I found One Crazy Summer by Rita Williams-Garcia on a list of recommended reading for fourth or fifth grade, and we finally got around to it this year. I didn’t really know what I was about to read, though I could see all those awards, all but covering the front of the book. I enjoyed it. It’s destined to become an American children’s classic and kept on reading lists for many years to come. My son liked it too, but it didn’t make it to either of our favorites list. Still, worth the read and I would recommend it, especially when in the middle of studying modern American history.
The writing is nice. The characters are engaging. The story is interesting enough (though not as dramatic as it could be, I suppose). The topics are important and engaging. And that’s really what this book is about. It would be cute on its own, but the author really wants the reader to head on back to LA/Oakland during the days of race riots and Black Panthers and put themselves in the shoes of a motherless, spunky black girl who would prefer to have a fun summer, but is called up to a whole lotta responsibility.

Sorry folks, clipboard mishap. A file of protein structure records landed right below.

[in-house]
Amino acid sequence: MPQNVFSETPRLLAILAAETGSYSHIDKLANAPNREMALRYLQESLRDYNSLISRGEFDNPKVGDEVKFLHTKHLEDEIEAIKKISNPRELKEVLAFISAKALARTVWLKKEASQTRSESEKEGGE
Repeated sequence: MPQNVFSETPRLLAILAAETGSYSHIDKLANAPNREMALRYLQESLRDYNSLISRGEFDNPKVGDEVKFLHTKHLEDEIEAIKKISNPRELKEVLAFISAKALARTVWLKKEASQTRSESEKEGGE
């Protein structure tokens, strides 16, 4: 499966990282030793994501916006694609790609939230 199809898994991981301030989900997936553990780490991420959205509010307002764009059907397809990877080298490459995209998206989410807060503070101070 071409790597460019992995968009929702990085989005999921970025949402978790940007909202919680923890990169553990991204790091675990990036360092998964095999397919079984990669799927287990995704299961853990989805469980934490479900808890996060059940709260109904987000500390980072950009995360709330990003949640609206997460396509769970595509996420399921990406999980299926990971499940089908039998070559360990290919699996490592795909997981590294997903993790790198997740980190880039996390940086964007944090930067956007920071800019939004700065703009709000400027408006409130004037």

The characters are really charming. But don’t be fooled. You shouldn’t just hand this book to a kid and walk away. There needs to be discussion, even if it is just about the terms used in this book (like “negro” and “colored”). You really have to discuss the historical context, as well, because kids this age simply don’t have a context yet for plenty of the situations in this book.
But once the explanations and context are given, it’s a great read, and I was sad to say goodbye to Delphine, at the end.
Note: the ending may be a little disappointing from a psychological or relational standpoint. While perhaps realistic, we are left grasping for a moral or a happy ending, much like the main character is.